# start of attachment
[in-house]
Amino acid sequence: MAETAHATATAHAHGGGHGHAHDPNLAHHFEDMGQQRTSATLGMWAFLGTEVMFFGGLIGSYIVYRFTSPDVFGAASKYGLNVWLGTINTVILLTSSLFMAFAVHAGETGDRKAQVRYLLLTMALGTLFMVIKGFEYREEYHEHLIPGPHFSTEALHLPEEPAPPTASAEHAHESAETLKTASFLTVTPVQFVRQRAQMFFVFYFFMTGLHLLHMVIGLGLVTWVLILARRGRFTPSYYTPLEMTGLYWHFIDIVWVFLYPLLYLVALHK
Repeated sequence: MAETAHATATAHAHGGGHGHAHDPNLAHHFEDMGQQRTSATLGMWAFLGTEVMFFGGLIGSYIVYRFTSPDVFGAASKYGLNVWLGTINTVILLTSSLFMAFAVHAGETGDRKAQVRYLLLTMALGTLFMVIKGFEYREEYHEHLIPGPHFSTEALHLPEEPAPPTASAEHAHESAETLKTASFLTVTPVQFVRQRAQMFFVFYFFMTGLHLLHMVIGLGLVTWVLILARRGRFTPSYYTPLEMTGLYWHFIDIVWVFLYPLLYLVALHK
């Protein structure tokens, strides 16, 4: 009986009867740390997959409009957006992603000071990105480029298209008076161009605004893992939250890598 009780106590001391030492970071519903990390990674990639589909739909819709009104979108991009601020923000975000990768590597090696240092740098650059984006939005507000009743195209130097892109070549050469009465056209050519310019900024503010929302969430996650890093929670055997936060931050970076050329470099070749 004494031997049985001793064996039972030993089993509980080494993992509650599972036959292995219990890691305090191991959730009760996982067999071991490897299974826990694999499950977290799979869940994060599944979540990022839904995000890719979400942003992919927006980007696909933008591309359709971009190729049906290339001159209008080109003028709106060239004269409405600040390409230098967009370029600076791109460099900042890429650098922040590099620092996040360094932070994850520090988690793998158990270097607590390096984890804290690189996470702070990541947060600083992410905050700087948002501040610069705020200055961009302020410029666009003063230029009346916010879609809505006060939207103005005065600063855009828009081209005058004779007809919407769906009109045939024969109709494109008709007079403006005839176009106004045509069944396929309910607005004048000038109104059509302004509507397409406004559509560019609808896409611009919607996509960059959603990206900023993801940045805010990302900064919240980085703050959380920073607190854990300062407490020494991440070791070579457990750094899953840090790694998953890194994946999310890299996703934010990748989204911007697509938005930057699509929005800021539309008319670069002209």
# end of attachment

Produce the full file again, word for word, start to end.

[in-house]
Amino acid sequence: MAETAHATATAHAHGGGHGHAHDPNLAHHFEDMGQQRTSATLGMWAFLGTEVMFFGGLIGSYIVYRFTSPDVFGAASKYGLNVWLGTINTVILLTSSLFMAFAVHAGETGDRKAQVRYLLLTMALGTLFMVIKGFEYREEYHEHLIPGPHFSTEALHLPEEPAPPTASAEHAHESAETLKTASFLTVTPVQFVRQRAQMFFVFYFFMTGLHLLHMVIGLGLVTWVLILARRGRFTPSYYTPLEMTGLYWHFIDIVWVFLYPLLYLVALHK
Repeated sequence: MAETAHATATAHAHGGGHGHAHDPNLAHHFEDMGQQRTSATLGMWAFLGTEVMFFGGLIGSYIVYRFTSPDVFGAASKYGLNVWLGTINTVILLTSSLFMAFAVHAGETGDRKAQVRYLLLTMALGTLFMVIKGFEYREEYHEHLIPGPHFSTEALHLPEEPAPPTASAEHAHESAETLKTASFLTVTPVQFVRQRAQMFFVFYFFMTGLHLLHMVIGLGLVTWVLILARRGRFTPSYYTPLEMTGLYWHFIDIVWVFLYPLLYLVALHK
């Protein structure tokens, strides 16, 4: 009986009867740390997959409009957006992603000071990105480029298209008076161009605004893992939250890598 009780106590001391030492970071519903990390990674990639589909739909819709009104979108991009601020923000975000990768590597090696240092740098650059984006939005507000009743195209130097892109070549050469009465056209050519310019900024503010929302969430996650890093929670055997936060931050970076050329470099070749 004494031997049985001793064996039972030993089993509980080494993992509650599972036959292995219990890691305090191991959730009760996982067999071991490897299974826990694999499950977290799979869940994060599944979540990022839904995000890719979400942003992919927006980007696909933008591309359709971009190729049906290339001159209008080109003028709106060239004269409405600040390409230098967009370029600076791109460099900042890429650098922040590099620092996040360094932070994850520090988690793998158990270097607590390096984890804290690189996470702070990541947060600083992410905050700087948002501040610069705020200055961009302020410029666009003063230029009346916010879609809505006060939207103005005065600063855009828009081209005058004779007809919407769906009109045939024969109709494109008709007079403006005839176009106004045509069944396929309910607005004048000038109104059509302004509507397409406004559509560019609808896409611009919607996509960059959603990206900023993801940045805010990302900064919240980085703050959380920073607190854990300062407490020494991440070791070579457990750094899953840090790694998953890194994946999310890299996703934010990748989204911007697509938005930057699509929005800021539309008319670069002209």